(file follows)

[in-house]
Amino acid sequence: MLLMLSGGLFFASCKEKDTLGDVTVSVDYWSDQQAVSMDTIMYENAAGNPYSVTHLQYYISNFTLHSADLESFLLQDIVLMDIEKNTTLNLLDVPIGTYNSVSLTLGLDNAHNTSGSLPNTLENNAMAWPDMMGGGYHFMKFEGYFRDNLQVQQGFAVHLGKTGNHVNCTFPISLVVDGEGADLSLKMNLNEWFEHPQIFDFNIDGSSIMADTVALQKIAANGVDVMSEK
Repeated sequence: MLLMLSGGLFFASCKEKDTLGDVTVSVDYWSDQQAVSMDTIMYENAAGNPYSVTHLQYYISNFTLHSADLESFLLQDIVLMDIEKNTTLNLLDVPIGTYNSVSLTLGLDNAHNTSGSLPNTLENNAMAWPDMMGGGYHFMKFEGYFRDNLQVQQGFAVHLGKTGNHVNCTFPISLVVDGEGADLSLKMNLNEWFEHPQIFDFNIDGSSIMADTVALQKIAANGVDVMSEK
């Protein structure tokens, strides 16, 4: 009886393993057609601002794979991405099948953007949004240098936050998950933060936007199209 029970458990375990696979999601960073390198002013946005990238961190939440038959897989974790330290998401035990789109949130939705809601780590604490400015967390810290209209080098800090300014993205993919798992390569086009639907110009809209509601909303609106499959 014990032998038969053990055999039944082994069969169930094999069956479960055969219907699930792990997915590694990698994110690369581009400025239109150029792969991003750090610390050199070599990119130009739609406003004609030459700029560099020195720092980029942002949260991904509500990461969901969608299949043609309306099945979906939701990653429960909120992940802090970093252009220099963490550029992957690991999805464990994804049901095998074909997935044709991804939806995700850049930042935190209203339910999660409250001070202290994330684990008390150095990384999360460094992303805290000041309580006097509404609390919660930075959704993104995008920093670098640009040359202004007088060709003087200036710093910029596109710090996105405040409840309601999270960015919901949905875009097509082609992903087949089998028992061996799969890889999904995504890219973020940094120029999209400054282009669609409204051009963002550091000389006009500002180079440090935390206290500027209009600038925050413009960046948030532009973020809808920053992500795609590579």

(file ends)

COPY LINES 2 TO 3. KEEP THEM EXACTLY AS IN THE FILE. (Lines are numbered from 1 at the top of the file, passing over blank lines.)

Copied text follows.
Amino acid sequence: MLLMLSGGLFFASCKEKDTLGDVTVSVDYWSDQQAVSMDTIMYENAAGNPYSVTHLQYYISNFTLHSADLESFLLQDIVLMDIEKNTTLNLLDVPIGTYNSVSLTLGLDNAHNTSGSLPNTLENNAMAWPDMMGGGYHFMKFEGYFRDNLQVQQGFAVHLGKTGNHVNCTFPISLVVDGEGADLSLKMNLNEWFEHPQIFDFNIDGSSIMADTVALQKIAANGVDVMSEK
Repeated sequence: MLLMLSGGLFFASCKEKDTLGDVTVSVDYWSDQQAVSMDTIMYENAAGNPYSVTHLQYYISNFTLHSADLESFLLQDIVLMDIEKNTTLNLLDVPIGTYNSVSLTLGLDNAHNTSGSLPNTLENNAMAWPDMMGGGYHFMKFEGYFRDNLQVQQGFAVHLGKTGNHVNCTFPISLVVDGEGADLSLKMNLNEWFEHPQIFDFNIDGSSIMADTVALQKIAANGVDVMSEK